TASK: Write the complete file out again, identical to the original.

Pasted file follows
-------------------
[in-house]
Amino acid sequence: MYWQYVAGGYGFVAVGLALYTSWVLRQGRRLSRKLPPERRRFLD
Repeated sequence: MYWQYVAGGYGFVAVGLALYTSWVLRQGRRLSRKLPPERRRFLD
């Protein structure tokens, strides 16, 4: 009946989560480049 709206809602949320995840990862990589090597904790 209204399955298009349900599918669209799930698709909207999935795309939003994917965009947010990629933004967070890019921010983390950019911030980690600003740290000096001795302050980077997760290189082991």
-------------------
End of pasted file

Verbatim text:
[in-house]
Amino acid sequence: MYWQYVAGGYGFVAVGLALYTSWVLRQGRRLSRKLPPERRRFLD
Repeated sequence: MYWQYVAGGYGFVAVGLALYTSWVLRQGRRLSRKLPPERRRFLD
């Protein structure tokens, strides 16, 4: 009946989560480049 709206809602949320995840990862990589090597904790 209204399955298009349900599918669209799930698709909207999935795309939003994917965009947010990629933004967070890019921010983390950019911030980690600003740290000096001795302050980077997760290189082991």